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Gov. Haley, SC Enviro Board Defend Port Decision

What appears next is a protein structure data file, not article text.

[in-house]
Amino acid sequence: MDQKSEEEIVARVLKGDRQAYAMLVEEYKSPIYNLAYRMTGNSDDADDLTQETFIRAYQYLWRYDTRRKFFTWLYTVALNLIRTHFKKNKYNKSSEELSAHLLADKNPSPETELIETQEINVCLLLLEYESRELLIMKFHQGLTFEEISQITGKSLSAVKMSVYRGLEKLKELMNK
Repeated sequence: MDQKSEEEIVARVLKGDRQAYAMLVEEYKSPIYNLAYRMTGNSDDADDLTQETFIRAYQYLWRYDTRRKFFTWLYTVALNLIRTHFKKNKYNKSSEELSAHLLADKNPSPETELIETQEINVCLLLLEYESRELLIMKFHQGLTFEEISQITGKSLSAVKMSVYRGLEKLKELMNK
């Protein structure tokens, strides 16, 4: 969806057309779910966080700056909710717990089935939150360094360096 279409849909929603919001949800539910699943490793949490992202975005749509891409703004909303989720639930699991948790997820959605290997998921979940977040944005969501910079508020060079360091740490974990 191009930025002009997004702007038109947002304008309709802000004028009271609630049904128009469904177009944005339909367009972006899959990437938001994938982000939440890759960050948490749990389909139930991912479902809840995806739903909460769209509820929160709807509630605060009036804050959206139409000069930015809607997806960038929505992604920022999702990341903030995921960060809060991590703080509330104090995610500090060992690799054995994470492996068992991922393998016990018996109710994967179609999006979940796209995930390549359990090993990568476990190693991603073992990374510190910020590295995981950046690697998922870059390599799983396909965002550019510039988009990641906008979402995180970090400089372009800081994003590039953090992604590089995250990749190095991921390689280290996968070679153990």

South Carolina Governor Nikki Haley is facing tough questions over her support of Georgia's plan to dredge the Savannah River. Her stance surprises many because it seems to run counter to her past rhetoric in the battle for port superiority between South Carolina and Georgia. Shortly before taking office, Governor Haley was every bit the bulldog when she stood in Charleston and promised South Carolina Port supporters that, "Georgia has had their way with us for too long and I don't have the patience to let it happen anymore." Fast forward to a few weeks ago, she was back before that same crowd, pleading for their understanding. "I'm gonna ask that you be super-quiet for me, because we have to have an honest discussion," began Haley at the banquet meeting. Both South Carolina and Georgia are trying to deepen their ports so they'll be ready for big ships that will come through a widened Panama Canal in 2014. For Georgia, that means dredging a portion of the Savannah River through South Carolina. South Carolina's environmental control agency initially said "no" to the request. Then the governor of Georgia came calling. He asked Governor Haley for a chance to appeal and she set up a meeting with the chairman of the state environmental board - the members of which she appointed earlier this year. Georgia agreed to some additional water quality fixes and the board reversed its decision. "For our environmental protection agency to reverse course and accept that goes way beyond regional cooperation and gets a lot closer to selling out the interests of South Carolina," says Democratic State Senator Vincent Sheheen - who lost to Haley in the governor's election. Sheheen has called for the entire environmental board to step down. He also requested a legislative inquiry, which met yesterday in Columbia. Both Democrats and Republicans on the Senate committee pushed the environmental board chairman Allen Amsler to explain why he would give Georgia's ports such a competitive advantage. Amsler kept describing Georgia as a customer that met all the requirements to get a permit. That didn't sit well with Democratic Senator Joel Lourie. "You keep talking about the customer being the state of Georgia when the whole goal here is to protect the public interest of the citizens of the state of South Carolina," said Lourie. Senators on the committee were clearly frustrated. Did it occur to you how this would hurt jobs in South Carolina? they asked. Do you realize Georgia's dredging could well ruin South Carolina's hopes for new port further down the Savannah River in Jasper County? How do we know these environmental fixes Georgia is promising will work? Environmental board members often deferred to the agency staff for those answers. Republican Senator Tom Davis was in the audience and not much impressed with, "just the overall sloppiness and lack of due-diligence that was performed." "I mean every critical question that was asked, the answer was 'I'm not sure, you'll have to ask staff,'" says Senator Davis. At least two legal challenges to the dredging decision are in the works: from an environmental group and from the Savannah River Maritime Commission which consists largely of Republican lawmakers and their appointees. But Governor Haley says fair is fair: Georgia met the requirements for the permit and the board awarded it. "I support what they did," says Governor Haley. "They did the right thing." "I respectfully submit that she's wrong," says Senator Davis. "I don't think she's looked at the implications or fully understands the implications that this bad decision has not only on Charleston - the port there - but the port in Jasper County." Governor Haley insists South Carolina doesn't need to throw up roadblocks or play politics to beat Georgia in the ports battle. But her role in the dredging decision has her on the defensive. She called a press conference on Monday to explain her stance. Remember that "Georgia's had their way with us for too long" bit she said last year? She says what she really meant was, "Georgia has had their way with us and we let them do it." "We did not get up and do anything about our ports - for 8 or 9 years," says Governor Haley. "I'm not gonna let that happen on my watch." There have been allegations - that Governor Haley pushed for the dredging decision in Georgia's favor because of a fundraiser her campaign held in Atlanta just days earlier. The luncheon raised $15,000 and Haley's campaign released a partial list of donors to prove that none were affiliated with the Port of Savannah. "In this political world everybody likes to think there's something behind everything," says Haley. "There's nothing here." Governor Haley refused to testify on the issue before the Senate Committee yesterday, saying none of her predecessors had participated in such an inquiry and she didn't want to set the precedent. During the hearing, all six members of the environmental board testified under oath that neither the Governor nor her staff interfered with or influenced their decision to approve Georgia's permit.